One man-one vote means that if we have a state-wide election, which is what the election of Electors to the Electoral College usually involves, then every locality must apply the same rules for the election as every other locality, and that did not happen. Here is how the Texas Attorney General put it.

The actions set out in Paragraphs 66-73 (Georgia), 80-93 (Michigan), 44-55 (Pennsylvania), and 106-24 (Wisconsin) violated the one-person, one-vote principle in Defendant States Pennsylvania, Georgia, Michigan, and Wisconsin.

From paragraph 138, pages 37-38

For example, if some localities allow improperly filled out absentee ballots to be cured, and some follow the rules and don’t allow the curing of defective mail-in ballots (for the sake of maintaining the integrity of the election), that is unfair to the localities that follow the rules.

The Due Process Clause

This complaint is straightforward and fundamental.

When election practices reach “the point of patent and fundamental unfairness,” the integrity of the election itself violates substantive due process.

From COUNT III: DUE PROCESS, page 38

Oddly, this violation also relates to Section 1 of the 14th Amendment. The focus just changes from equal protection to due process.

All persons born or naturalized in the United States, and subject to the jurisdiction thereof, are citizens of the United States and of the State wherein they reside. No State shall make or enforce any law which shall abridge the privileges or immunities of citizens of the United States; nor shall any State deprive any person of life, liberty, or property, without due process of law; nor deny to any person within its jurisdiction the equal protection of the laws.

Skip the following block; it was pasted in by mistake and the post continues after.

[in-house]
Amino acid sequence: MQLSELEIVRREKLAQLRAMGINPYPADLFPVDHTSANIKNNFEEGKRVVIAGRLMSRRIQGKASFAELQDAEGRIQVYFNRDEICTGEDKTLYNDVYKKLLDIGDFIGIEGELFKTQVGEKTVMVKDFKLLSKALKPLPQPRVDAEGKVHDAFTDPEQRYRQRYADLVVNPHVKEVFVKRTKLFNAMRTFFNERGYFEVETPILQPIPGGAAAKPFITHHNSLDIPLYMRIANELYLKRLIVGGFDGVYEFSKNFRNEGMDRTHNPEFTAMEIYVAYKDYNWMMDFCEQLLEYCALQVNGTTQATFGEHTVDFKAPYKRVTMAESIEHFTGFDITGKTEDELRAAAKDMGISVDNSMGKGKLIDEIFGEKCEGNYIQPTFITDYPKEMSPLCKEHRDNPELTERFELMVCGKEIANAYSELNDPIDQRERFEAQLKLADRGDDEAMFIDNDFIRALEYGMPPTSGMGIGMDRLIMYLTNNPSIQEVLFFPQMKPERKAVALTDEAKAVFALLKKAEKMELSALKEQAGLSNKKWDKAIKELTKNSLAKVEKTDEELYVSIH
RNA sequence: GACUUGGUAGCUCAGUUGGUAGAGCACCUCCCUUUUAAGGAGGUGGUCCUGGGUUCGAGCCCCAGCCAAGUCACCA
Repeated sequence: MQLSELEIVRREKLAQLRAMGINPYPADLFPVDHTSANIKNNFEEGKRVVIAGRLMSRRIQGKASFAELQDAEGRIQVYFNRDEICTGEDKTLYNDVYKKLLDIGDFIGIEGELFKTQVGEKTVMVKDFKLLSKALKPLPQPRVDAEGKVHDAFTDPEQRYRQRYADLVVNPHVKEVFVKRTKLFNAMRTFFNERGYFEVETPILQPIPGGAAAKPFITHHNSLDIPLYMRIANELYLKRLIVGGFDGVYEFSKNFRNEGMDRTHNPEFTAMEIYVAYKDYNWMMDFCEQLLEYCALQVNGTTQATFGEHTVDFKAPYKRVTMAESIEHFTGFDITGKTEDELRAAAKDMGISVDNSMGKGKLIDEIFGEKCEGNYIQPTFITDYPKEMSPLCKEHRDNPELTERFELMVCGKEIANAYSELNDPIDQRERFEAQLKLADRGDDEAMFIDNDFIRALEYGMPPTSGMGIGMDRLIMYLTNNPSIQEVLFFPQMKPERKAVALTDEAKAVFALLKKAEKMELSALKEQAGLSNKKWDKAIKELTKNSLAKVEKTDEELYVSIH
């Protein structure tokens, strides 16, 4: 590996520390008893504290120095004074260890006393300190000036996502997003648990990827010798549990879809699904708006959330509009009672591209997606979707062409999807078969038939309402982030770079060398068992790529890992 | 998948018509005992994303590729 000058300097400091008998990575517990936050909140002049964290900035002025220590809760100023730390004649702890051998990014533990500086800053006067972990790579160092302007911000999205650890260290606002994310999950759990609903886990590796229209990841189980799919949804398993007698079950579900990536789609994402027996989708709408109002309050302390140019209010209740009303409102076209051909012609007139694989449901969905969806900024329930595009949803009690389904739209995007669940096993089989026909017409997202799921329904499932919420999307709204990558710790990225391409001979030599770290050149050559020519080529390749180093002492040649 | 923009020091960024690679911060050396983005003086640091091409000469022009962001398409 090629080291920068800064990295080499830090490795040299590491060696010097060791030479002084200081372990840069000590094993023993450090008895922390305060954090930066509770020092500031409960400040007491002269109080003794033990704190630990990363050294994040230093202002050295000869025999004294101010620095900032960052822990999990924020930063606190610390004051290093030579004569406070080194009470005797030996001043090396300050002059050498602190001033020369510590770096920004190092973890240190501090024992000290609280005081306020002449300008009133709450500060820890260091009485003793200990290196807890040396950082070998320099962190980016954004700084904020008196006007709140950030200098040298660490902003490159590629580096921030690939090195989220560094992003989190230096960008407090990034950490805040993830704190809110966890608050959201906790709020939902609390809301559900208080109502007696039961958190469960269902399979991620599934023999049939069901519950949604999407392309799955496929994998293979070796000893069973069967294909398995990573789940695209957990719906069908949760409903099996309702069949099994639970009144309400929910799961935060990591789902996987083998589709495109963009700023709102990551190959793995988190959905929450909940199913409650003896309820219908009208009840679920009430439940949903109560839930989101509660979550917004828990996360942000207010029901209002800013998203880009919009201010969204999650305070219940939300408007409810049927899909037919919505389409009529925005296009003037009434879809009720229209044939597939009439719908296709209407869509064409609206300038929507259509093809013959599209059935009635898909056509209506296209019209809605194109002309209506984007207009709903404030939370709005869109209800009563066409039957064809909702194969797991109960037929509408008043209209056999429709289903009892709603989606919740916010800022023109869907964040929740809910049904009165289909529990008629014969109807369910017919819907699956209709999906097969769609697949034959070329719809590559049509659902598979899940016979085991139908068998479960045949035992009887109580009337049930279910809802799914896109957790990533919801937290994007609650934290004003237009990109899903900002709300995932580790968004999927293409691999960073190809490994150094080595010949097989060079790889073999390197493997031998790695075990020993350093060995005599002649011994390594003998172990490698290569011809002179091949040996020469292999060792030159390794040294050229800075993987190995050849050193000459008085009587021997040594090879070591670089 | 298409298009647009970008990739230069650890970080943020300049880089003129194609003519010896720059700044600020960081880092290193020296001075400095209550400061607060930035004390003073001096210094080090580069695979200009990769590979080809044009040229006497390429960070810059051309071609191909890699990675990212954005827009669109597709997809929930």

The Constitution: Amendments 11-27 | National Archives (AMENDMENT XIV, Section 1.)

Consider what we have sacrificed with respect to election integrity. If we cannot identify who is voting and verify whether people have voted only once, how can we have a fair election? Don’t we know people cheat?

We know how to fix all these issues. We have a report, 7 Ways the 2005 Carter-Baker Report Could Have Averted Problems With 2020 Election (dailysignal.com). Unfortunately, we have apparently put too many people in power who want to cheat.

What is the Constitutional remedy?

When Texas Attorney General Ken Paxton filed his state’s lawsuit with the Supreme Court, what did he want? He wanted the presidential elections in Pennsylvania, Georgia, Michigan, and Wisconsin voided, and he wanted the Supreme Court to direct the state legislatures to appoint their Electors directly. Sadly, the time has passed when state legislatures could have directly selected the Electors.

So, what is the remedy now? When Congress meets on January 6, it must refuse to approve the Electors from Pennsylvania, Georgia, Michigan, and Wisconsin, and the House of Representatives must elect the President (voting by state delegation), and the Senate must elect the Vice President.